People who have kept themselves up to speed with the up and latest news in the smartwatch world know just how versatile these compact little devices have become.
In the past decade, we have seen so many of the traditional (and distinguishing) features of smartphones be integrated into smartwatches. It is not surprising that many people today ponder the question of can they own a smartwatch without a smartphone.
Smartwatches & Smartphones
A good way to go about answering the question above is first to understand what smartphones and smartwatches are and how these devices are related to each other.
A smartphone is a mobile device that enables users to make phone calls, send text messages, surf the Internet, and execute software applications in the same way that a computer does. Users interact with their smartphones through a touch screen.
There are hundreds of smartphone applications available today, including countless game apps, social media apps, organizational apps, business tools apps, and more.
On the other hand, smartwatches are wearable computer devices that mimic wristwatches or different kinds of timekeeping devices.
Smartwatches allow users to extend the functionality of their mobile devices to smartwatches through a Bluetooth connection.
The watch’s interface enables the user to send and receive phone calls and text messages from their cell phone, check email and other notifications, get weather forecasts, play music, compose emails, and use the digital assistant.
Other smartwatches are purpose-built gadgets that can stand their own ground without being connected to a smartphone via Bluetooth.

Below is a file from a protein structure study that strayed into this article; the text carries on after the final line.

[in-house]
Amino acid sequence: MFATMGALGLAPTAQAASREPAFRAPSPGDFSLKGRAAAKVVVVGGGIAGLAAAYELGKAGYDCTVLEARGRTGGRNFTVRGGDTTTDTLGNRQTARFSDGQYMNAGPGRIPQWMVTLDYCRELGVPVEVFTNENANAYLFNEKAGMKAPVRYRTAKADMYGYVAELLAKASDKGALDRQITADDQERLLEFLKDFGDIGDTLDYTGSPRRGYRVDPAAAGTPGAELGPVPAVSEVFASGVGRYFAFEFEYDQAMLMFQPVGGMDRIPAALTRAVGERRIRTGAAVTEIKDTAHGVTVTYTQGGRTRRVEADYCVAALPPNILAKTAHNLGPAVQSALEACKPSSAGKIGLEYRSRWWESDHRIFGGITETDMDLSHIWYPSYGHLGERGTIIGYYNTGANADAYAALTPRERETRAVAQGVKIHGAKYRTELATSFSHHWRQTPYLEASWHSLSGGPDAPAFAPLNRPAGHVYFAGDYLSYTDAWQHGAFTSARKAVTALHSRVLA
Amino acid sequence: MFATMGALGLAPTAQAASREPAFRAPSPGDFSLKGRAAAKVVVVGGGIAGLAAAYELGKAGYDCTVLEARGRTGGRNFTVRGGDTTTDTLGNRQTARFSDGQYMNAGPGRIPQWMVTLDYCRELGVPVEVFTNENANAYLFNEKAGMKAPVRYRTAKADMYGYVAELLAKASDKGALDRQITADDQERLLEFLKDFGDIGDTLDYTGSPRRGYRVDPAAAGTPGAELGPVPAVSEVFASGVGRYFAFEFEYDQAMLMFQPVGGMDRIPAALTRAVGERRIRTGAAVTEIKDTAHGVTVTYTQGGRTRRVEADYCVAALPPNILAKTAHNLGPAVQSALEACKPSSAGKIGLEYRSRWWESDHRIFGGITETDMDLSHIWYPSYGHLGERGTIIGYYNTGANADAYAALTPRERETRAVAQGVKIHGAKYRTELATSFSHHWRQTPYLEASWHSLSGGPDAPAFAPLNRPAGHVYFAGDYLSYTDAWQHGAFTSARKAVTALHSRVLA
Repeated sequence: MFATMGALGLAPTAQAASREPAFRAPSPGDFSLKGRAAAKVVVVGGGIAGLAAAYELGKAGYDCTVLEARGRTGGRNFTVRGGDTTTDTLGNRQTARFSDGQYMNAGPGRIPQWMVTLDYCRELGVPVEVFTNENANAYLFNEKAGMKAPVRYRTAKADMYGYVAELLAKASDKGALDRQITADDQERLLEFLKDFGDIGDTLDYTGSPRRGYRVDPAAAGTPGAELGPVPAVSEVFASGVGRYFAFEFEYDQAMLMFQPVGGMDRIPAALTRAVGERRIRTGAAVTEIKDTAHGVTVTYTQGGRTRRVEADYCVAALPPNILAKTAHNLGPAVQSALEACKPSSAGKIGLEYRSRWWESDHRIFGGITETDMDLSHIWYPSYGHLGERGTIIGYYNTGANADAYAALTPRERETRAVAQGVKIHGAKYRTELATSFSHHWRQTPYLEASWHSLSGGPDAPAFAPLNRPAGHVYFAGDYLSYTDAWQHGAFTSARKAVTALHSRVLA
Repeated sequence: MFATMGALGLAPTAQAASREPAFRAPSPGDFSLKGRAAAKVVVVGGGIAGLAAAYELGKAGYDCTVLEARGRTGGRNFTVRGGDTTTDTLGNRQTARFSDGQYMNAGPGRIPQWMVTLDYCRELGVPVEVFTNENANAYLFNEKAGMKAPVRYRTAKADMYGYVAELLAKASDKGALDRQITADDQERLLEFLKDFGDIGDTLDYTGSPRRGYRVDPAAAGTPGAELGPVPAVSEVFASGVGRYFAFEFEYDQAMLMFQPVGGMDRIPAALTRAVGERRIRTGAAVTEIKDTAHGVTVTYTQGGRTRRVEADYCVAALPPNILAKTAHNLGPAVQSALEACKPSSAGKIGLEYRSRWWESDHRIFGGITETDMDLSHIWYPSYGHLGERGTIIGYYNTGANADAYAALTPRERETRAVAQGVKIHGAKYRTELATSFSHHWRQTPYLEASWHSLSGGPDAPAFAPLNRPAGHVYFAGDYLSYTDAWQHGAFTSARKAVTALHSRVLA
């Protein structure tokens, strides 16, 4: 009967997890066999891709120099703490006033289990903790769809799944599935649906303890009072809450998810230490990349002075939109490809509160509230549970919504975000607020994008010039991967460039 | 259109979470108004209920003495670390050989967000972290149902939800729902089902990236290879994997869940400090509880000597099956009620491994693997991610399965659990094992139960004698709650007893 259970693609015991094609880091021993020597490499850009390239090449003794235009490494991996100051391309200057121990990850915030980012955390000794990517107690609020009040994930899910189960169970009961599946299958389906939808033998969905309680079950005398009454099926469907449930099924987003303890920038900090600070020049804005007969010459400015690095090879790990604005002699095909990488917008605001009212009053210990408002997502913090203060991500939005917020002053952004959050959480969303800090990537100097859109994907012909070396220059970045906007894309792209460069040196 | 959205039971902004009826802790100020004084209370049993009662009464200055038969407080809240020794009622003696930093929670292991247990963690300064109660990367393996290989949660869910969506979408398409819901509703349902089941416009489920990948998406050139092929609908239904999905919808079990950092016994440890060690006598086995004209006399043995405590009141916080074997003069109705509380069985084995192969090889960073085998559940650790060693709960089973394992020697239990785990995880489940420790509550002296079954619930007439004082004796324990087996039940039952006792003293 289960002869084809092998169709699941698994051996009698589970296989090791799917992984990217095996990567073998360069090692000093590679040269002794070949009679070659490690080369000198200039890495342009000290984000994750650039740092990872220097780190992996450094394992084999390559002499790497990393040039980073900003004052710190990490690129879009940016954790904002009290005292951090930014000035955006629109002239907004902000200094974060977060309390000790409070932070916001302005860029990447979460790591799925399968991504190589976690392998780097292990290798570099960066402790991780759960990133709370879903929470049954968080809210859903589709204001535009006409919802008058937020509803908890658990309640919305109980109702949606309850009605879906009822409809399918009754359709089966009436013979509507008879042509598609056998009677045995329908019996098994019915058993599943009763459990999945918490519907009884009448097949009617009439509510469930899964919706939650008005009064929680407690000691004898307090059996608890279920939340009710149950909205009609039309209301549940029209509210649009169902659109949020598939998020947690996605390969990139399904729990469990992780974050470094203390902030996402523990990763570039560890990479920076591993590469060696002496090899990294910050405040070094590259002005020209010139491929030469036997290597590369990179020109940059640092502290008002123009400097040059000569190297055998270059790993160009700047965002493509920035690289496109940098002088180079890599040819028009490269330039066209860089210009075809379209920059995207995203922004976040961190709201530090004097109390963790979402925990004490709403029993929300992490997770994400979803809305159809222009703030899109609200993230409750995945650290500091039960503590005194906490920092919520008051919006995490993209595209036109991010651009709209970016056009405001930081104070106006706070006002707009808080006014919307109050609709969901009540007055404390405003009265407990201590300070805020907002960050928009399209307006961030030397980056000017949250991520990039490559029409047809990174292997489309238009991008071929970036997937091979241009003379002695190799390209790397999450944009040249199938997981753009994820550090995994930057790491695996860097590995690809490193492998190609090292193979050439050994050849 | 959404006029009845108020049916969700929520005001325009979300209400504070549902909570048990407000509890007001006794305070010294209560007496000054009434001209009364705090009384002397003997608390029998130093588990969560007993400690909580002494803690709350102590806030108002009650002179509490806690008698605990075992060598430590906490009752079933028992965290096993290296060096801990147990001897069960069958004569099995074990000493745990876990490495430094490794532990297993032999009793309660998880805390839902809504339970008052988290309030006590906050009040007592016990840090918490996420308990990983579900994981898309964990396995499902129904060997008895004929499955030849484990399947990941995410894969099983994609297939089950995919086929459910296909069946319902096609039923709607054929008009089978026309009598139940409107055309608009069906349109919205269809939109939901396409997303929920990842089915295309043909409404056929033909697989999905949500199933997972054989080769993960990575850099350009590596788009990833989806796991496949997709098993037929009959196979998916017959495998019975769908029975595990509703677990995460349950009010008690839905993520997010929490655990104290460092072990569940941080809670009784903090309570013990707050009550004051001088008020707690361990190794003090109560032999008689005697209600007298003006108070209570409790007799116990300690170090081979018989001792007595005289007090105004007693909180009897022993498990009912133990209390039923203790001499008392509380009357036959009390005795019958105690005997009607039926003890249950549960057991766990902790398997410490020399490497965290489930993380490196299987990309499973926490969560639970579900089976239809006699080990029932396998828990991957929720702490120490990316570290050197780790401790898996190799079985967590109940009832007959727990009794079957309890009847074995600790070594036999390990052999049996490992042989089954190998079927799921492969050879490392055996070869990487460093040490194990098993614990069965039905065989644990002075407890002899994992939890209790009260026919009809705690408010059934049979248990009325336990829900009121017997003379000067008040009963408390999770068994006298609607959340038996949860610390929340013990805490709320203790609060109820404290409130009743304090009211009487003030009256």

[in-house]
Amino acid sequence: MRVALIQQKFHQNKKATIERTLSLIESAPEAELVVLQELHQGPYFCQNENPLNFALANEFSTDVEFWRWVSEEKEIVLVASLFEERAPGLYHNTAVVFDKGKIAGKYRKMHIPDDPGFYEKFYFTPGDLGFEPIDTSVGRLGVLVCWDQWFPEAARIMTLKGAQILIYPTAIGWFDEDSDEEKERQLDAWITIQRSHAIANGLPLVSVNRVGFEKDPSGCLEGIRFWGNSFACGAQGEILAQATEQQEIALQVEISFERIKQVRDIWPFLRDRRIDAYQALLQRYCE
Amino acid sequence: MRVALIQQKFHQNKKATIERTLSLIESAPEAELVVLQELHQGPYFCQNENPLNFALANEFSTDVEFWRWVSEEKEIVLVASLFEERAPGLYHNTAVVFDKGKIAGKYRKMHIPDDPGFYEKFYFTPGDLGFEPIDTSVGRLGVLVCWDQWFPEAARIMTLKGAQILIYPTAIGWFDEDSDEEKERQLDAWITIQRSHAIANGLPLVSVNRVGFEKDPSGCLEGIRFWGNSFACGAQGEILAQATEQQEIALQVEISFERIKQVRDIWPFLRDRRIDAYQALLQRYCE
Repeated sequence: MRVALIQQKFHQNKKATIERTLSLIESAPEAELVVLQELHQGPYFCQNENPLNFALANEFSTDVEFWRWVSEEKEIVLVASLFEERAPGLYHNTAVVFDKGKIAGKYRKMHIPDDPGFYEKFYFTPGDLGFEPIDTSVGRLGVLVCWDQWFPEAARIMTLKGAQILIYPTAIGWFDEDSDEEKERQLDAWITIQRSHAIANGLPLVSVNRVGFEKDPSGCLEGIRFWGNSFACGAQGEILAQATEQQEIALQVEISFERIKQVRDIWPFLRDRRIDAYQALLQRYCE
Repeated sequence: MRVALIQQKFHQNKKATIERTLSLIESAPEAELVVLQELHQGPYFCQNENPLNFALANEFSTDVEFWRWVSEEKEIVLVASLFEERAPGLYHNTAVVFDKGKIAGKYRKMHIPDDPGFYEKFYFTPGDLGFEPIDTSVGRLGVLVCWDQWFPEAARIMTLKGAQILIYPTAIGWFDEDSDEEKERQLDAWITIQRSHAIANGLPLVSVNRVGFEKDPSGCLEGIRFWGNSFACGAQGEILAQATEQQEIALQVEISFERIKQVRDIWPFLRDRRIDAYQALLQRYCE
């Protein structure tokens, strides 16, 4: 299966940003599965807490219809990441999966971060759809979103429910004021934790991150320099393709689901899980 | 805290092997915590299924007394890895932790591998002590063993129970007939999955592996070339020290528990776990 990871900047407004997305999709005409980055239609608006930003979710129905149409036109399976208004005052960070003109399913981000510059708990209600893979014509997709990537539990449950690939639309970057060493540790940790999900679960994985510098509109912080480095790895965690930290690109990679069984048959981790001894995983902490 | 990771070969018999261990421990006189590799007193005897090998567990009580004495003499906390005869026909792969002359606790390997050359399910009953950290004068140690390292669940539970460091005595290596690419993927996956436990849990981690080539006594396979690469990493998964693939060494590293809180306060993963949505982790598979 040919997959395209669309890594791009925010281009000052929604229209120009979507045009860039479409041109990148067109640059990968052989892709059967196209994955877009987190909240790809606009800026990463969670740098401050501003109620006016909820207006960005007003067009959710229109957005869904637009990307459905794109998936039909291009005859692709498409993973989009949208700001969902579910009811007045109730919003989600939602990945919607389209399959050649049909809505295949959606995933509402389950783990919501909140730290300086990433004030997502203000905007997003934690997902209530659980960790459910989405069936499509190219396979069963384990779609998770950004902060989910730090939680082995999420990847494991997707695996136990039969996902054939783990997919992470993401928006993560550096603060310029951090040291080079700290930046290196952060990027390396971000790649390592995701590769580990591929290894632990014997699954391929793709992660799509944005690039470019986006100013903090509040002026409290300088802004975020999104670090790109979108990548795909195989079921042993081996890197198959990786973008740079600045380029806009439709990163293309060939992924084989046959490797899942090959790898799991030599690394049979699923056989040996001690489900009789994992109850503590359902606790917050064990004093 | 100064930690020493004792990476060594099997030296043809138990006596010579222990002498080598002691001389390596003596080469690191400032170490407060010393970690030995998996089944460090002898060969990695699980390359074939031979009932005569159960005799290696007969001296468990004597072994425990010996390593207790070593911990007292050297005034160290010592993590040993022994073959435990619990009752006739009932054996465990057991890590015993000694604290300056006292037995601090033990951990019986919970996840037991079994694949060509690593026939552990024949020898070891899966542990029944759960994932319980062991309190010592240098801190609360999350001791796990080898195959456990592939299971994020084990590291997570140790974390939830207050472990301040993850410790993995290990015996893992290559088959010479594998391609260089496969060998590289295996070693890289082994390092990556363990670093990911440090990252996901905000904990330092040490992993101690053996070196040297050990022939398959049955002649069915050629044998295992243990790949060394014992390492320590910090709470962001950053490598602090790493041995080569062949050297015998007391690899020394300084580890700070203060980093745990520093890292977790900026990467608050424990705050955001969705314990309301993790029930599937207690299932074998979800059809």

For example, some smartwatches capture the wearer’s health data, such as the wearer’s heart rate. Others give GPS data, which provides driving or walking instructions to the user.
Most smartwatches, though, operate at their optimum functionality when they’re connected to smartphones via Bluetooth.
For example, some smartwatches need to be connected to smartphones to be able to send and receive calls and text messages through these watches. So this way, many of their smartphone-like features depend on their connection to a smartphone.
On the other hand, smartphones do not need to be connected to smartwatches to function optimally, i.e., smartphones can perform all of their functions without being connected to them.
This one-way dependency relation will be an important thing to bear in mind while we answer the central question of this discussion.
What Smartwatches Can Do Without Smartphones
Now that we understand what smartphones and smartwatches are and how they are related to each other in terms of their functions, it is time to look at just how well the gap between their distinct uses has closed.
In this section, we will look at the different features available on today’s smartwatches that don’t require them to be connected to a smartphone.
For this discussion, bear in mind that different kinds of smartwatches are available at different price ranges. There are cheap smartwatches that can do little more than telling the time and counting your daily steps, and then there are more expensive smartwatches that can do all of these things and so much more.
The most expensive smartwatches today come with an interactive touch screen, integrated, voice-activated virtual assistants, a GPS tracker, SIM slot, calling/ texting features, and much more.